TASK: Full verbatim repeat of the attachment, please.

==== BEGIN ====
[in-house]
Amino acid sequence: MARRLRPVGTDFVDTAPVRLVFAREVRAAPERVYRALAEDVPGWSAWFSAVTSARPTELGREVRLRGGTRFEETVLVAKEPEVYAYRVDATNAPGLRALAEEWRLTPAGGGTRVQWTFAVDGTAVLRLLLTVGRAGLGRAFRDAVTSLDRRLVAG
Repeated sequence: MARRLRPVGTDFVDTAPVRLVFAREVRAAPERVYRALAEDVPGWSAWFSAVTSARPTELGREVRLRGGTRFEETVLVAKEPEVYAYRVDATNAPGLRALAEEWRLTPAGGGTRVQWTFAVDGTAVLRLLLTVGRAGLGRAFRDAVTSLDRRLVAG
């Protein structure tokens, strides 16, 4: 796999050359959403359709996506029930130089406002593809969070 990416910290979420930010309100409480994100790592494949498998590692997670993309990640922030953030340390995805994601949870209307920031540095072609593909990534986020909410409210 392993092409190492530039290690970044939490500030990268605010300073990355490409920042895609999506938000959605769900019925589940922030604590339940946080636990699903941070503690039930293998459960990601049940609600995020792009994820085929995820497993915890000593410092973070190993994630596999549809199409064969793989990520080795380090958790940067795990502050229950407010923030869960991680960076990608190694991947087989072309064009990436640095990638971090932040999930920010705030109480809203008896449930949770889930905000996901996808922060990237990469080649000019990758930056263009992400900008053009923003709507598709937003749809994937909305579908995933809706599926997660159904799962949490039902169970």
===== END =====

[in-house]
Amino acid sequence: MARRLRPVGTDFVDTAPVRLVFAREVRAAPERVYRALAEDVPGWSAWFSAVTSARPTELGREVRLRGGTRFEETVLVAKEPEVYAYRVDATNAPGLRALAEEWRLTPAGGGTRVQWTFAVDGTAVLRLLLTVGRAGLGRAFRDAVTSLDRRLVAG
Repeated sequence: MARRLRPVGTDFVDTAPVRLVFAREVRAAPERVYRALAEDVPGWSAWFSAVTSARPTELGREVRLRGGTRFEETVLVAKEPEVYAYRVDATNAPGLRALAEEWRLTPAGGGTRVQWTFAVDGTAVLRLLLTVGRAGLGRAFRDAVTSLDRRLVAG
């Protein structure tokens, strides 16, 4: 796999050359959403359709996506029930130089406002593809969070 990416910290979420930010309100409480994100790592494949498998590692997670993309990640922030953030340390995805994601949870209307920031540095072609593909990534986020909410409210 392993092409190492530039290690970044939490500030990268605010300073990355490409920042895609999506938000959605769900019925589940922030604590339940946080636990699903941070503690039930293998459960990601049940609600995020792009994820085929995820497993915890000593410092973070190993994630596999549809199409064969793989990520080795380090958790940067795990502050229950407010923030869960991680960076990608190694991947087989072309064009990436640095990638971090932040999930920010705030109480809203008896449930949770889930905000996901996808922060990237990469080649000019990758930056263009992400900008053009923003709507598709937003749809994937909305579908995933809706599926997660159904799962949490039902169970």